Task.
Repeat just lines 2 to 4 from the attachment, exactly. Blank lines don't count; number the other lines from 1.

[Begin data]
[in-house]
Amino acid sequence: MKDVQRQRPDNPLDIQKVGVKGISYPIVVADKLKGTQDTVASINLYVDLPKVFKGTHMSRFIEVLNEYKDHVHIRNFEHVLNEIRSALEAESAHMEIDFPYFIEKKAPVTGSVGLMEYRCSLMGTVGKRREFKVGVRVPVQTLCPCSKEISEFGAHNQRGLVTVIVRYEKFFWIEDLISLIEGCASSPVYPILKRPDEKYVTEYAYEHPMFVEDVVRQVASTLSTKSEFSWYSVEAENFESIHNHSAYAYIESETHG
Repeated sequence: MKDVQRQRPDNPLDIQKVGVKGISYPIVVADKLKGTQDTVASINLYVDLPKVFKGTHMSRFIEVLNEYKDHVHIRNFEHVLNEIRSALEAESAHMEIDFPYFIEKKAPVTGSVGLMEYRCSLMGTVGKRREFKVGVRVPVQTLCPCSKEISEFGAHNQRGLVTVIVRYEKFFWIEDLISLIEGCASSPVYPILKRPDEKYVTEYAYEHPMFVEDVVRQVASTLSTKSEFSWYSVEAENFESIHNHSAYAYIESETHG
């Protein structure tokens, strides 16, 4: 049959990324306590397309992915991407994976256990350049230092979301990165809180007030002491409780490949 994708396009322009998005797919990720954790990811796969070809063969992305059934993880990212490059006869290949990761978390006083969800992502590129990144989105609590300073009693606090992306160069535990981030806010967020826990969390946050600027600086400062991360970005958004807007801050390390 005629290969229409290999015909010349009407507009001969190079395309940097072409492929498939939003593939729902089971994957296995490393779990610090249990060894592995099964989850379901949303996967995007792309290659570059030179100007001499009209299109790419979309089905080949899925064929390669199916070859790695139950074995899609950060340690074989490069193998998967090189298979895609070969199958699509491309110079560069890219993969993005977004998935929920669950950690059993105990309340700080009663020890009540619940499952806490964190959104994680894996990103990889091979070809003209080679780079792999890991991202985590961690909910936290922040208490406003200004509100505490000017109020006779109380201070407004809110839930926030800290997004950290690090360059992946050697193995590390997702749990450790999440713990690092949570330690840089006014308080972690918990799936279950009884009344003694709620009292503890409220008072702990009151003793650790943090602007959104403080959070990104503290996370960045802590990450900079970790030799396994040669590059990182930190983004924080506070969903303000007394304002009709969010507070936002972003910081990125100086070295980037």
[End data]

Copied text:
Amino acid sequence: MKDVQRQRPDNPLDIQKVGVKGISYPIVVADKLKGTQDTVASINLYVDLPKVFKGTHMSRFIEVLNEYKDHVHIRNFEHVLNEIRSALEAESAHMEIDFPYFIEKKAPVTGSVGLMEYRCSLMGTVGKRREFKVGVRVPVQTLCPCSKEISEFGAHNQRGLVTVIVRYEKFFWIEDLISLIEGCASSPVYPILKRPDEKYVTEYAYEHPMFVEDVVRQVASTLSTKSEFSWYSVEAENFESIHNHSAYAYIESETHG
Repeated sequence: MKDVQRQRPDNPLDIQKVGVKGISYPIVVADKLKGTQDTVASINLYVDLPKVFKGTHMSRFIEVLNEYKDHVHIRNFEHVLNEIRSALEAESAHMEIDFPYFIEKKAPVTGSVGLMEYRCSLMGTVGKRREFKVGVRVPVQTLCPCSKEISEFGAHNQRGLVTVIVRYEKFFWIEDLISLIEGCASSPVYPILKRPDEKYVTEYAYEHPMFVEDVVRQVASTLSTKSEFSWYSVEAENFESIHNHSAYAYIESETHG
């Protein structure tokens, strides 16, 4: 049959990324306590397309992915991407994976256990350049230092979301990165809180007030002491409780490949 994708396009322009998005797919990720954790990811796969070809063969992305059934993880990212490059006869290949990761978390006083969800992502590129990144989105609590300073009693606090992306160069535990981030806010967020826990969390946050600027600086400062991360970005958004807007801050390390 005629290969229409290999015909010349009407507009001969190079395309940097072409492929498939939003593939729902089971994957296995490393779990610090249990060894592995099964989850379901949303996967995007792309290659570059030179100007001499009209299109790419979309089905080949899925064929390669199916070859790695139950074995899609950060340690074989490069193998998967090189298979895609070969199958699509491309110079560069890219993969993005977004998935929920669950950690059993105990309340700080009663020890009540619940499952806490964190959104994680894996990103990889091979070809003209080679780079792999890991991202985590961690909910936290922040208490406003200004509100505490000017109020006779109380201070407004809110839930926030800290997004950290690090360059992946050697193995590390997702749990450790999440713990690092949570330690840089006014308080972690918990799936279950009884009344003694709620009292503890409220008072702990009151003793650790943090602007959104403080959070990104503290996370960045802590990450900079970790030799396994040669590059990182930190983004924080506070969903303000007394304002009709969010507070936002972003910081990125100086070295980037």